When to Switch from Forward-Facing to a Booster Seat
It’s time to switch your child into a booster seat when they reach the height and/or weight limits of their forward-facing seat. Today’s forward-facing seats can usually accommodate children from 25-65 pounds, depending on the seat. Some manufacturers will specify height limits for their seats but in general, your child’s ears shouldn’t be above the top of her seat. Your child’s shoulders should also be at or below the top harness position. Once she exceeds the weight limit, the tops of her ears are above the top of the seat, or her shoulders are above the top shoulder harness position it’s time to transition her to a booster seat.
Installing a Forward-Facing Seat
CHILDREN UNDER THE AGE OF 13 SHOULD RIDE IN THE BACK SEAT
Tether vs. No Tether
Buckling in Your Little Buckeye
A retainer clip, or “chest clip,” is buckled at the child’s armpit level to keep the straps properly positioned over her shoulders. Without a chest clip the straps could slide off of your child’s shoulders and she could be ejected from her seat in the event of a collision. When positioned properly at armpit level the chest clip is over your child’s sternum, the strongest part of her torso.
The height of the shoulder harness is important in forward-facing car seats. Your seat probably has several different slots which you can route the shoulder harness through, or it has a no-rethread harness which can be adjusted by sliding the harness or headrest up or down. If you have a car seat that has different slots, route the straps through the slot that is at or above the level of your child’s shoulders. If your car seat had a no-rethread harness, adjust the height of the straps so they’re at or above your child’s shoulders. Do not use a position which sits below your child’s shoulders for forward-facing mode. In the event of a collision your child’s body will move forward into the harness straps. Having the shoulder straps below your child’s shoulders would allow for her body to move further during a collision due to extra length being present in the harness straps. More movement = more opportunities for injury.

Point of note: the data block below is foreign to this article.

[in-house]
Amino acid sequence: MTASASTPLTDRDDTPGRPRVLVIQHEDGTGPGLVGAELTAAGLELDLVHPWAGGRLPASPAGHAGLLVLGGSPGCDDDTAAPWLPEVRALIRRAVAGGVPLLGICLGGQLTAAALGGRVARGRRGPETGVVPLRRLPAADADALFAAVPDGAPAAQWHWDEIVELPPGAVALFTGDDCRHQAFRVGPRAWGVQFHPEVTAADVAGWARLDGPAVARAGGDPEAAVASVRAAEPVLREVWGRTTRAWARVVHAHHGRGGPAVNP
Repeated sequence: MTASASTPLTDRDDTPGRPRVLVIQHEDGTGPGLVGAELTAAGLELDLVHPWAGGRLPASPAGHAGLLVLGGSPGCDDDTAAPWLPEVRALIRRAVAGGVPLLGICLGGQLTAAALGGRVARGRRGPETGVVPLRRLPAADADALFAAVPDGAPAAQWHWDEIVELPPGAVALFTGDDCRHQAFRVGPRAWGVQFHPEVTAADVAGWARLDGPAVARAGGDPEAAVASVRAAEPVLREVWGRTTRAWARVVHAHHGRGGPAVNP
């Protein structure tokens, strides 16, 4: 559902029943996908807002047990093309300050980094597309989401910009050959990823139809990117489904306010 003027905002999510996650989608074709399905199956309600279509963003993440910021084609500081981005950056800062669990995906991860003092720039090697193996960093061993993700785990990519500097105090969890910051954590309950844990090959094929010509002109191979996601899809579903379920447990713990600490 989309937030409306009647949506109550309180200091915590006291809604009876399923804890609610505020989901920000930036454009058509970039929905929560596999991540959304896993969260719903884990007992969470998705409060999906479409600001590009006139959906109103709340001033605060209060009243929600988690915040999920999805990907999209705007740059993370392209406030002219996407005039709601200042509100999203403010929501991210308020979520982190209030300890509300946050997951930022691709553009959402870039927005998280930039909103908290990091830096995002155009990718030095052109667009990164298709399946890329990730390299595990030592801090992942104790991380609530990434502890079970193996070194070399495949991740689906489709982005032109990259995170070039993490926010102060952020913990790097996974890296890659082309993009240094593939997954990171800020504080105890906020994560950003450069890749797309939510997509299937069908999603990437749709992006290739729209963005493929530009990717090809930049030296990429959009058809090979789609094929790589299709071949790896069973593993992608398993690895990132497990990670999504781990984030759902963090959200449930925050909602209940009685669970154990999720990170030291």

Still have questions about installing your seat?
Choosing a Seat
“Forward-facing only” car seats are somewhat rare, but occasionally you can find them on the market, typically for special needs situations. These car seats can be used only in the forward-facing direction with the 5-point harness, and cannot be converted into a belt-positioning booster. Many forward-facing seats are rated well beyond the typical—some can be used up to 65 or even 80 pounds or beyond. If you want to get many years of use out of your forward-facing only car seat, choose one with a higher height/weight limit.